APM’s Professional Charter, the Five Dimensions, and the Professionalism Standard

A frequent question asked by prospective and aspiring project management candidates is how best to develop their “professionalism” in a way that will enhance their career opportunities. For anyone looking to develop a career in project management it is becoming increasingly difficult to determine which route to take. A cursory glance highlights organisations such as APM, PMI, OGC/APM-G and BSI who offer a sector wide view, accreditations, tools and training courses and then groups like BCS, ECITB and RICS who are more focussed on the profession in a particular sector. All have different views on project management and much to offer, they confirm what a broad church project management is, but are they helping the individual and industry truly understand what will make a true “PPM professional”?

The topic of professionalism within project management has been steadily gaining momentum over the last few years in the UK; in part this discussion has been driven by the APM’s initiative to gain Chartered Status (launched in 2007) and also the desire to differentiate on competence rather than just the foundation provided by knowledge. So it was interesting to see the APM talking about their new professional standard in project management which will be piloted this spring (April 2010). So what is it all about?

The APM say that after working closely with both public and private sector stakeholders they have identified that everybody has a different idea of what PPM Professionalism is. They also say that they have discovered widespread support for a single recognised and valued, quality professional standard. As such they created an expert working group drawn from the public and private sectors and training organisations to create their draft standards. The output is the APM standard of professionalism which comprises the following five dimensions;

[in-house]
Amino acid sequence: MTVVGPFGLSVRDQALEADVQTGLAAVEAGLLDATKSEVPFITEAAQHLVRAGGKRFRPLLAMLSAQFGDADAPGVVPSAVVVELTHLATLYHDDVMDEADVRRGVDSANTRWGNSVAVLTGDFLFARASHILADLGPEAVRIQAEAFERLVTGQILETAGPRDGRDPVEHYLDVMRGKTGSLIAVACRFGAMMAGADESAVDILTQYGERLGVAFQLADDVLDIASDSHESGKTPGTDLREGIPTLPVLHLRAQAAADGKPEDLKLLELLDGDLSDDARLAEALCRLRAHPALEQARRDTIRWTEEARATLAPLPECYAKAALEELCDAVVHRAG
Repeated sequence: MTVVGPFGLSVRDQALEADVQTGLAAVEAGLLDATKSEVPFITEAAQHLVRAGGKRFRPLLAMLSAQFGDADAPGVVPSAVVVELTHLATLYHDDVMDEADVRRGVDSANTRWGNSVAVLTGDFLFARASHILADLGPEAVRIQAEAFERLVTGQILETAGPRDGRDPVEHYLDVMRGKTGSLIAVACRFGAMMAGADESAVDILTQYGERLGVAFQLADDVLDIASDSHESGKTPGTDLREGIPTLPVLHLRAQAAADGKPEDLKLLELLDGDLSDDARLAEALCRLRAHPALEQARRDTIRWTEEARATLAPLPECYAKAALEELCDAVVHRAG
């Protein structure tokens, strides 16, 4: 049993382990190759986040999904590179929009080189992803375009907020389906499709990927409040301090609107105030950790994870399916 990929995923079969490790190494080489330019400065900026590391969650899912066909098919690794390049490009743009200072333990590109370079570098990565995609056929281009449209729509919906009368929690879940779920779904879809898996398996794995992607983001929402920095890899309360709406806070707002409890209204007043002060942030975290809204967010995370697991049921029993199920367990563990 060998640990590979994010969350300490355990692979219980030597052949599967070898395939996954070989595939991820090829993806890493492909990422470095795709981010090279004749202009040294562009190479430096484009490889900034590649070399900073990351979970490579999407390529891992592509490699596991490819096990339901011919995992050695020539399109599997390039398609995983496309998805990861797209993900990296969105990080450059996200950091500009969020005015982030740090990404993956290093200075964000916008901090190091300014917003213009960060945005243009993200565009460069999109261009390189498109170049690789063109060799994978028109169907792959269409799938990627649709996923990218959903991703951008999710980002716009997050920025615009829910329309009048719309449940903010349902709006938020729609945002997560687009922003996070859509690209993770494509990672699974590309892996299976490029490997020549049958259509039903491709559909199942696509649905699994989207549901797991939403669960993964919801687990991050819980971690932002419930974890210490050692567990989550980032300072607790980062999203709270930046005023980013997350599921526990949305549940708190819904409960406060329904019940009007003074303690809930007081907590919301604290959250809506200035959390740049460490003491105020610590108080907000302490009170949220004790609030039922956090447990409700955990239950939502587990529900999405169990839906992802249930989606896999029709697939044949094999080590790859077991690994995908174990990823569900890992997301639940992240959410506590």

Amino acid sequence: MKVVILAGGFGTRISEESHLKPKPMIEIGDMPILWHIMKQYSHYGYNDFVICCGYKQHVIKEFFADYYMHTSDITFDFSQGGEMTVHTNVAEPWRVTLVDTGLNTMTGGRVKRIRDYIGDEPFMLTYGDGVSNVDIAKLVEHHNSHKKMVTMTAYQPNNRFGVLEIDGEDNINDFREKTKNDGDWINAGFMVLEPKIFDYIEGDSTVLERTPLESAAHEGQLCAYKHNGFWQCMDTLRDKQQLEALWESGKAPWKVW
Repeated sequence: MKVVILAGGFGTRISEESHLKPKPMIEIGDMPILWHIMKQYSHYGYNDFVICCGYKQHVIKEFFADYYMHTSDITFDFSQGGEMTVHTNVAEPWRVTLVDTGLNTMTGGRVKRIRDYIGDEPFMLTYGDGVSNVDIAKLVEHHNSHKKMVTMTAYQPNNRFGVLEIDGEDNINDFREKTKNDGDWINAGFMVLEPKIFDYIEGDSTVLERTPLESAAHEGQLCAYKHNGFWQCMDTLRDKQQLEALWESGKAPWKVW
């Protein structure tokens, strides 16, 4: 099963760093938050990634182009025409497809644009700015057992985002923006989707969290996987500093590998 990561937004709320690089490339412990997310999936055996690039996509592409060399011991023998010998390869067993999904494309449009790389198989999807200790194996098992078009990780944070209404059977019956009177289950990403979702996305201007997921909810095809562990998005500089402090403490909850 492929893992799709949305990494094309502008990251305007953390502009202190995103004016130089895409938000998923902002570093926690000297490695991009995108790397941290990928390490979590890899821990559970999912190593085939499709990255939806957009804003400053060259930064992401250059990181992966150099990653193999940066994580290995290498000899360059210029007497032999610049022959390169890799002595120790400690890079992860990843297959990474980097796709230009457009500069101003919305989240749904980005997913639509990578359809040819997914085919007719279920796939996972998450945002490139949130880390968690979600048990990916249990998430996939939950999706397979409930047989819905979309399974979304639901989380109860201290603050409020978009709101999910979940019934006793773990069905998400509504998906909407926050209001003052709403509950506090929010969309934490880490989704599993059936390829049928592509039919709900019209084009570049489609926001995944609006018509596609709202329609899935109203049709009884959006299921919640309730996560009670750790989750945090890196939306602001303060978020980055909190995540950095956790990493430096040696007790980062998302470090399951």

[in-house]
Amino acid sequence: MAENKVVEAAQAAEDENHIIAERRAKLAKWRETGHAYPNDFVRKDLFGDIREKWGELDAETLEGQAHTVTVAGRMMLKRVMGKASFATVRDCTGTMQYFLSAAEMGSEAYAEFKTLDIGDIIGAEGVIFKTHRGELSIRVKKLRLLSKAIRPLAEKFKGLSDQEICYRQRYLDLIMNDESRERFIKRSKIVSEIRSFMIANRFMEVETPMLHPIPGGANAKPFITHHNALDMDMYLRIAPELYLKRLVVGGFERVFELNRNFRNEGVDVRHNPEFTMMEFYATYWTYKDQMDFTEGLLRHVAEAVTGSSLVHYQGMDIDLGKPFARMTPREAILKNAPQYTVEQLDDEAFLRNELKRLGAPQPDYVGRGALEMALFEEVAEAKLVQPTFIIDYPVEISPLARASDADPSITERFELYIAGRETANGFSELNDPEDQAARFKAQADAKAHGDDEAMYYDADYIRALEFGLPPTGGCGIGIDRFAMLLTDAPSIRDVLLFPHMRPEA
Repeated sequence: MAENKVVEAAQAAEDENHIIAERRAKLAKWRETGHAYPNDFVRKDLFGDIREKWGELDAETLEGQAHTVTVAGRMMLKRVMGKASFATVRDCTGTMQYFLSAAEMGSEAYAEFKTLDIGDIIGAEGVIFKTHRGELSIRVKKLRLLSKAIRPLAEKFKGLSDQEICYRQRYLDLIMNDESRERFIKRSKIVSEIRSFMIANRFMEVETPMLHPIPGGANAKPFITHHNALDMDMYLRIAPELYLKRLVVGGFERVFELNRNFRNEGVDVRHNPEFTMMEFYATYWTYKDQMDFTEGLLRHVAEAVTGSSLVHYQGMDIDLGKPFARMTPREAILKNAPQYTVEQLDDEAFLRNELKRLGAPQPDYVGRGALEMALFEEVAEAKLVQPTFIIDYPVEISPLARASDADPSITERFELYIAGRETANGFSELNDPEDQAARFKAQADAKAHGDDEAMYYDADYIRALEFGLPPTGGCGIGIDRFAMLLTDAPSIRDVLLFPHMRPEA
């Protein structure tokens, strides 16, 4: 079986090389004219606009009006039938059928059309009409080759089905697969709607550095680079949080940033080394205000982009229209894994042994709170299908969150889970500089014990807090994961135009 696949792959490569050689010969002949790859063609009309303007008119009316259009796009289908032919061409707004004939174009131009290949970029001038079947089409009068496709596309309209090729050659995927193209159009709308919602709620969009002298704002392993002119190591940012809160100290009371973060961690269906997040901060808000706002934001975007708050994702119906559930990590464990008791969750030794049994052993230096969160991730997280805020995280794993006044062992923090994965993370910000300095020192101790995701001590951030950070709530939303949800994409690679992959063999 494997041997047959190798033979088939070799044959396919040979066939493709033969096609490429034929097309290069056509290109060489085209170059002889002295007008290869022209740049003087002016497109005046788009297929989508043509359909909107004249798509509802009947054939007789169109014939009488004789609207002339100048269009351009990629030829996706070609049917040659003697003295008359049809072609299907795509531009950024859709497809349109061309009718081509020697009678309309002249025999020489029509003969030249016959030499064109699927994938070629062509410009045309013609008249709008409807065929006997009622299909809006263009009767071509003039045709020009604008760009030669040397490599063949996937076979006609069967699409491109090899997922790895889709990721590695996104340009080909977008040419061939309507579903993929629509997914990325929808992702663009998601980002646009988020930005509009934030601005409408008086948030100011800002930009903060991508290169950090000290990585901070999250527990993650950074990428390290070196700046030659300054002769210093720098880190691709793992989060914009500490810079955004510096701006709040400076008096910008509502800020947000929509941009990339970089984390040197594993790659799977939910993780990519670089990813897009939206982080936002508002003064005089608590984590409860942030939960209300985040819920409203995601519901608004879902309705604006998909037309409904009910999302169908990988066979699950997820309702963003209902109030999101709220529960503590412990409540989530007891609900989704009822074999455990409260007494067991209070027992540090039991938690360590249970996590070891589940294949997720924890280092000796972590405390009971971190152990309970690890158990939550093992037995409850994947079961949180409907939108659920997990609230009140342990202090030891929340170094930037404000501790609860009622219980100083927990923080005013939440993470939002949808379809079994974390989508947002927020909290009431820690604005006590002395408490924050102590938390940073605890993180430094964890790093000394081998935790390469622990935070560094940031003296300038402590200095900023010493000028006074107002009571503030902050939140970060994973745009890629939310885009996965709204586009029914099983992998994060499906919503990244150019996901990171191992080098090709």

1. Breadth of knowledge;
  2. Depth of competence;
  3. The Demonstration of achievement through professional qualifications;
  4. Commitment through continuing professional development;
  5. Accountability through adherence to a code of professional conduct;

The stated aim is to have a pathway to achievement of the standard which is rigorous yet diverse and flexible, thus reflecting the many options available to PPM practitioners who strive to achieve competence.

So what does this really mean?

At the moment detail would appear to be thin on the ground. The APM have launched a website, which has a single page listing the 5 dimensions and (for now?) how they relate to the APM’s own products

  • For Breadth they align The APM Body of Knowledge and reference the National Occupational Standards from the ECITB.
  • For Depth they align The APM Competence Framework
  • For Achievement they align the APM’s qualifications and how they align to the IPMA’s 4 level Certification Program.
  • For Commitment they describe CPD and the way a targeted development plan can enhance your PPM career.
  • For Accountability it references the APM’s Code of Professional Conduct which you commit to when you become a member of the APM.

Arras People welcome this initiative from the APM and we are looking forward to hearing more about the pilot, its form and its outputs. We are particularly interested in how the diversity angle is pursued by the APM through the pilot and beyond; other stakeholders “products and services” (PMI, OGC etc) must be aligned and included in the professional standard in project management if it is to become a meaningful measure for the UK community and the users of our services.


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